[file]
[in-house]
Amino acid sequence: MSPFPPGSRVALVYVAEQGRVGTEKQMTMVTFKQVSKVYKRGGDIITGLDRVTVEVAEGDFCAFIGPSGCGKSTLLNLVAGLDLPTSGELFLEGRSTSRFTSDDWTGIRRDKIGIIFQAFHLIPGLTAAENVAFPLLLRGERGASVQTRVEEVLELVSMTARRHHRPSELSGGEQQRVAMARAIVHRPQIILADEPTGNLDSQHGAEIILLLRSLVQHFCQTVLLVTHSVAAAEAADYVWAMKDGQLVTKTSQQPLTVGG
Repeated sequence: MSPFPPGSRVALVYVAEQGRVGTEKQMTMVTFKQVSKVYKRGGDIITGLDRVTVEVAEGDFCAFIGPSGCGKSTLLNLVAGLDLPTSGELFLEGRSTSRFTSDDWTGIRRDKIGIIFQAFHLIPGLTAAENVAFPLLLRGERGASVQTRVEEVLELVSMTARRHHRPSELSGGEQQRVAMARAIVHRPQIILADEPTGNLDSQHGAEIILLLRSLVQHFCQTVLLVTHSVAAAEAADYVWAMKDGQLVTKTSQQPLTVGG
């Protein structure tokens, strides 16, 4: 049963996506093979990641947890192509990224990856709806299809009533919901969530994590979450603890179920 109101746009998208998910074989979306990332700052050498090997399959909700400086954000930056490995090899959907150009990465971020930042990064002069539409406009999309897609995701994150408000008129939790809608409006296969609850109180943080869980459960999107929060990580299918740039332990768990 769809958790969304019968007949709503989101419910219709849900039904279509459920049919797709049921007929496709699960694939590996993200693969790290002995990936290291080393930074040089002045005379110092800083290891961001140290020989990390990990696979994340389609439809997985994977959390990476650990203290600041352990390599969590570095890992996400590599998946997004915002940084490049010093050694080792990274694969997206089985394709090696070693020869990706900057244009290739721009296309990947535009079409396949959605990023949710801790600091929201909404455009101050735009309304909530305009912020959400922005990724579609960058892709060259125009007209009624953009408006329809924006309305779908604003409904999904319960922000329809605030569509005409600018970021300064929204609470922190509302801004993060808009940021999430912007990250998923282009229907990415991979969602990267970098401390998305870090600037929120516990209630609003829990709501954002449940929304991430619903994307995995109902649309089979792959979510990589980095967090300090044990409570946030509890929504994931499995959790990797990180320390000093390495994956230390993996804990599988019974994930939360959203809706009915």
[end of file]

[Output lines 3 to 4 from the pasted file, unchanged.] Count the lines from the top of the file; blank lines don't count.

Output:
Repeated sequence: MSPFPPGSRVALVYVAEQGRVGTEKQMTMVTFKQVSKVYKRGGDIITGLDRVTVEVAEGDFCAFIGPSGCGKSTLLNLVAGLDLPTSGELFLEGRSTSRFTSDDWTGIRRDKIGIIFQAFHLIPGLTAAENVAFPLLLRGERGASVQTRVEEVLELVSMTARRHHRPSELSGGEQQRVAMARAIVHRPQIILADEPTGNLDSQHGAEIILLLRSLVQHFCQTVLLVTHSVAAAEAADYVWAMKDGQLVTKTSQQPLTVGG
């Protein structure tokens, strides 16, 4: 049963996506093979990641947890192509990224990856709806299809009533919901969530994590979450603890179920 109101746009998208998910074989979306990332700052050498090997399959909700400086954000930056490995090899959907150009990465971020930042990064002069539409406009999309897609995701994150408000008129939790809608409006296969609850109180943080869980459960999107929060990580299918740039332990768990 769809958790969304019968007949709503989101419910219709849900039904279509459920049919797709049921007929496709699960694939590996993200693969790290002995990936290291080393930074040089002045005379110092800083290891961001140290020989990390990990696979994340389609439809997985994977959390990476650990203290600041352990390599969590570095890992996400590599998946997004915002940084490049010093050694080792990274694969997206089985394709090696070693020869990706900057244009290739721009296309990947535009079409396949959605990023949710801790600091929201909404455009101050735009309304909530305009912020959400922005990724579609960058892709060259125009007209009624953009408006329809924006309305779908604003409904999904319960922000329809605030569509005409600018970021300064929204609470922190509302801004993060808009940021999430912007990250998923282009229907990415991979969602990267970098401390998305870090600037929120516990209630609003829990709501954002449940929304991430619903994307995995109902649309089979792959979510990589980095967090300090044990409570946030509890929504994931499995959790990797990180320390000093390495994956230390993996804990599988019974994930939360959203809706009915």